Weekend. The Art of One Tree Hill


There is something inherently nostalgic about weekends, especially those morningsĀ  afternoons after a night out when you wake up to the smell of cigarettes and the soft sound of rain outside your window; you slowly make your way to the bathroom to find your mascara-tainted eyes and smudged lipstick looking back. And with a knowing smile and the certainty of not having to do anything at all, lounge back to bed.

You could say this weekend routine has been taking place since our teenage years. My girls and I (and every other person in this planet) have thousands of stories to tell, not only those that happen after it gets dark but millions of situations, conversations, memories… mementos that make our friendships and our lives. And for some twisted reason, I tend to wallow in these thoughts on the weekends; I also let my mind follow a familiar path to the corners of my brain where I keep the people I am missing, those who are miles and miles away, those who are down the road, those who are gone. Because as Peyton Sawyer draws, people always leave.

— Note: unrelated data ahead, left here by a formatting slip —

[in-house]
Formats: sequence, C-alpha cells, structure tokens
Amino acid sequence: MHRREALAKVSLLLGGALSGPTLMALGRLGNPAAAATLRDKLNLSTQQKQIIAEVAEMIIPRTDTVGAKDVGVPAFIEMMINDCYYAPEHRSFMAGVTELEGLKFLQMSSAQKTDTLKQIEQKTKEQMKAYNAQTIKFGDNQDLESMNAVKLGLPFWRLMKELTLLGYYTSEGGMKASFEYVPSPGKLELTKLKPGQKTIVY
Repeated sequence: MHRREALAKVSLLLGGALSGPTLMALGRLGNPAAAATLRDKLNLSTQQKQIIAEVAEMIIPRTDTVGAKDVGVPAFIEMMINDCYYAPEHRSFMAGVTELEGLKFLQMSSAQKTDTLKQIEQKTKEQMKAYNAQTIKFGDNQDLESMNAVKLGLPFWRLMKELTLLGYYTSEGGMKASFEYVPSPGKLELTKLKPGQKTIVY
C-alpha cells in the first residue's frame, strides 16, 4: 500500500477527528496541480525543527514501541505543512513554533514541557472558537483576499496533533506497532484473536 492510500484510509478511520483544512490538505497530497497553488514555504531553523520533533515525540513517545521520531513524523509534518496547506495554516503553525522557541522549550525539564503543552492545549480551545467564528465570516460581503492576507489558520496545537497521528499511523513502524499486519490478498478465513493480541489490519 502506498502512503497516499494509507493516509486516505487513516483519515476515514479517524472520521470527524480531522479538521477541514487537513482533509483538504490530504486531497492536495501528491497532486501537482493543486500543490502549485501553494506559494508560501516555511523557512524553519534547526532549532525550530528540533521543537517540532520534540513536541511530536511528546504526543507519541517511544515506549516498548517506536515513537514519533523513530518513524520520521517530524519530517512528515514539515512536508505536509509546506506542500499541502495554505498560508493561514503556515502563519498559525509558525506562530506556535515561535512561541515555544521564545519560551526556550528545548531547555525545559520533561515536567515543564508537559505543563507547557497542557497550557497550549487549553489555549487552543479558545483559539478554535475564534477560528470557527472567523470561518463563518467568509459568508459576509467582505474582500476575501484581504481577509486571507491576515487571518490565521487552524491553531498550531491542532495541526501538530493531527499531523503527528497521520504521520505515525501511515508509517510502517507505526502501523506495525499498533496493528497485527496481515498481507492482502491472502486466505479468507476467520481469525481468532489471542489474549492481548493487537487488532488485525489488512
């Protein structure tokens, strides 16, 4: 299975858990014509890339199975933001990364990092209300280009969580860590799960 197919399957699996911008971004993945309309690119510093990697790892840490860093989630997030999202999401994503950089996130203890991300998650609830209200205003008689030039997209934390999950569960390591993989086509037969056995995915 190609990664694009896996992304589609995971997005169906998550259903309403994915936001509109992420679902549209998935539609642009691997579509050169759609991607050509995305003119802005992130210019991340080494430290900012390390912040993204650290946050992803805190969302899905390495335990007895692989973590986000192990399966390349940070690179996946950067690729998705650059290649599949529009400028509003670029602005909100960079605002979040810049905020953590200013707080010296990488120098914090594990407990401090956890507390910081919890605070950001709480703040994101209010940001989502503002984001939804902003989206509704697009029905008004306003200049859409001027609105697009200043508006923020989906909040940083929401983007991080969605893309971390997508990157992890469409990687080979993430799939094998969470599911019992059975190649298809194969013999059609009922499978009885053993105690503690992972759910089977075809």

But what she doesn’t draw is that they also come back. We always come back and the beauty of a comeback is underrated.

If we overlook the exaltation of hormones, feelings and unrealistic drama in general that surround One Tree Hill, we find a small amount of beautiful things including Sawyer’s drawings. Still overly dark and dramatic to some, they mirror feelings we have all experienced at some point, and not necessarily during our teenage years. Nostalgia is ageless and universal.

Wallow on.